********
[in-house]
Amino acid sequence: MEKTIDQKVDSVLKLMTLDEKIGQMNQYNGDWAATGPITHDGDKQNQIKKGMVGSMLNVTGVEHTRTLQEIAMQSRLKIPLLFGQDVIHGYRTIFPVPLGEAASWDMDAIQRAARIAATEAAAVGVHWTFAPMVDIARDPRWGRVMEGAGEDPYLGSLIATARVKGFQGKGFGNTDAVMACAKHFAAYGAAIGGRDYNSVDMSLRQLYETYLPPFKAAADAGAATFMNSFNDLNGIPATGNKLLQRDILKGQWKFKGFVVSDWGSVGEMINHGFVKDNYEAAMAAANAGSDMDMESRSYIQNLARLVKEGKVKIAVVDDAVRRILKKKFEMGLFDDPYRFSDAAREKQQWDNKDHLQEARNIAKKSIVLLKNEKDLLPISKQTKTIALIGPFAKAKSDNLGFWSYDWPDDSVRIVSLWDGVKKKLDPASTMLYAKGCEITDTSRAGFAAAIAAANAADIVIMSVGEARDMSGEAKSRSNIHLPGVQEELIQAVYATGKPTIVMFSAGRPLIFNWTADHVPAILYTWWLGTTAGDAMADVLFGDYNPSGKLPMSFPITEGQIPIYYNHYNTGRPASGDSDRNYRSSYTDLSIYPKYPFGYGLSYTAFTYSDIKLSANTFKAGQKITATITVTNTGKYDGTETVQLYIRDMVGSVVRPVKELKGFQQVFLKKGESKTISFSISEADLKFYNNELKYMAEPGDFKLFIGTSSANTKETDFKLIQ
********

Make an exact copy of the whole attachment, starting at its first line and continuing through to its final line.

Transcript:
[in-house]
Amino acid sequence: MEKTIDQKVDSVLKLMTLDEKIGQMNQYNGDWAATGPITHDGDKQNQIKKGMVGSMLNVTGVEHTRTLQEIAMQSRLKIPLLFGQDVIHGYRTIFPVPLGEAASWDMDAIQRAARIAATEAAAVGVHWTFAPMVDIARDPRWGRVMEGAGEDPYLGSLIATARVKGFQGKGFGNTDAVMACAKHFAAYGAAIGGRDYNSVDMSLRQLYETYLPPFKAAADAGAATFMNSFNDLNGIPATGNKLLQRDILKGQWKFKGFVVSDWGSVGEMINHGFVKDNYEAAMAAANAGSDMDMESRSYIQNLARLVKEGKVKIAVVDDAVRRILKKKFEMGLFDDPYRFSDAAREKQQWDNKDHLQEARNIAKKSIVLLKNEKDLLPISKQTKTIALIGPFAKAKSDNLGFWSYDWPDDSVRIVSLWDGVKKKLDPASTMLYAKGCEITDTSRAGFAAAIAAANAADIVIMSVGEARDMSGEAKSRSNIHLPGVQEELIQAVYATGKPTIVMFSAGRPLIFNWTADHVPAILYTWWLGTTAGDAMADVLFGDYNPSGKLPMSFPITEGQIPIYYNHYNTGRPASGDSDRNYRSSYTDLSIYPKYPFGYGLSYTAFTYSDIKLSANTFKAGQKITATITVTNTGKYDGTETVQLYIRDMVGSVVRPVKELKGFQQVFLKKGESKTISFSISEADLKFYNNELKYMAEPGDFKLFIGTSSANTKETDFKLIQ